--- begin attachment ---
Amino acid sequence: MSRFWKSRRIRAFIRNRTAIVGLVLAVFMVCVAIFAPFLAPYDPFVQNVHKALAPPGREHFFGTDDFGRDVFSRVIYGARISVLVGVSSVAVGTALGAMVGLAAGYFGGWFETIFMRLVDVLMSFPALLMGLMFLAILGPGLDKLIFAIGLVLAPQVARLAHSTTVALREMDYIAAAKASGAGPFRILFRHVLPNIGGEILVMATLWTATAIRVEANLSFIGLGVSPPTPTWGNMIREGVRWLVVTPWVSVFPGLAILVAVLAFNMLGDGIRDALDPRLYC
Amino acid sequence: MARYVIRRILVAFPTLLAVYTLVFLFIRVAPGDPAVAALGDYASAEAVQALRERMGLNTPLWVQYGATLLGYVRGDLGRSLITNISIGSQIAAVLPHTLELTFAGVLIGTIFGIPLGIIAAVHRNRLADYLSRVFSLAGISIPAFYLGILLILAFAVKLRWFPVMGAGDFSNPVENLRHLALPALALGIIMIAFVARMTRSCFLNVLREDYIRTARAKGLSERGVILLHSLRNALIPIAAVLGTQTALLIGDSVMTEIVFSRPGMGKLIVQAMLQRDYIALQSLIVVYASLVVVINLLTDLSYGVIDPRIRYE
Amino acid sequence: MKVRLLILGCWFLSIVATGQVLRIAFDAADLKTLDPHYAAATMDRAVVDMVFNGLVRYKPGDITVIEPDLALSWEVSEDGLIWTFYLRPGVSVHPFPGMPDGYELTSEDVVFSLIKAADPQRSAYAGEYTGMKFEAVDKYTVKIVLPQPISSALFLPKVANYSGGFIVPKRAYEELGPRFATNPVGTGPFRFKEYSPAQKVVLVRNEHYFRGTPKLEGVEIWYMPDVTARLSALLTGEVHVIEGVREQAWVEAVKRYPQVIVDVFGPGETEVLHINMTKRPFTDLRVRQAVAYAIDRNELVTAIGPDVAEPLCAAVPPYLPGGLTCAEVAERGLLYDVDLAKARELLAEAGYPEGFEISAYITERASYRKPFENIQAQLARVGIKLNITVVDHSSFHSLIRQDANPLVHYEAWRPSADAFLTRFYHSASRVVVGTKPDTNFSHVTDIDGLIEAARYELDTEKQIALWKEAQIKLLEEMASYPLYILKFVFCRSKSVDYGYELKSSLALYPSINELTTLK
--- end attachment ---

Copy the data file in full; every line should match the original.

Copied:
Amino acid sequence: MSRFWKSRRIRAFIRNRTAIVGLVLAVFMVCVAIFAPFLAPYDPFVQNVHKALAPPGREHFFGTDDFGRDVFSRVIYGARISVLVGVSSVAVGTALGAMVGLAAGYFGGWFETIFMRLVDVLMSFPALLMGLMFLAILGPGLDKLIFAIGLVLAPQVARLAHSTTVALREMDYIAAAKASGAGPFRILFRHVLPNIGGEILVMATLWTATAIRVEANLSFIGLGVSPPTPTWGNMIREGVRWLVVTPWVSVFPGLAILVAVLAFNMLGDGIRDALDPRLYC
Amino acid sequence: MARYVIRRILVAFPTLLAVYTLVFLFIRVAPGDPAVAALGDYASAEAVQALRERMGLNTPLWVQYGATLLGYVRGDLGRSLITNISIGSQIAAVLPHTLELTFAGVLIGTIFGIPLGIIAAVHRNRLADYLSRVFSLAGISIPAFYLGILLILAFAVKLRWFPVMGAGDFSNPVENLRHLALPALALGIIMIAFVARMTRSCFLNVLREDYIRTARAKGLSERGVILLHSLRNALIPIAAVLGTQTALLIGDSVMTEIVFSRPGMGKLIVQAMLQRDYIALQSLIVVYASLVVVINLLTDLSYGVIDPRIRYE
Amino acid sequence: MKVRLLILGCWFLSIVATGQVLRIAFDAADLKTLDPHYAAATMDRAVVDMVFNGLVRYKPGDITVIEPDLALSWEVSEDGLIWTFYLRPGVSVHPFPGMPDGYELTSEDVVFSLIKAADPQRSAYAGEYTGMKFEAVDKYTVKIVLPQPISSALFLPKVANYSGGFIVPKRAYEELGPRFATNPVGTGPFRFKEYSPAQKVVLVRNEHYFRGTPKLEGVEIWYMPDVTARLSALLTGEVHVIEGVREQAWVEAVKRYPQVIVDVFGPGETEVLHINMTKRPFTDLRVRQAVAYAIDRNELVTAIGPDVAEPLCAAVPPYLPGGLTCAEVAERGLLYDVDLAKARELLAEAGYPEGFEISAYITERASYRKPFENIQAQLARVGIKLNITVVDHSSFHSLIRQDANPLVHYEAWRPSADAFLTRFYHSASRVVVGTKPDTNFSHVTDIDGLIEAARYELDTEKQIALWKEAQIKLLEEMASYPLYILKFVFCRSKSVDYGYELKSSLALYPSINELTTLK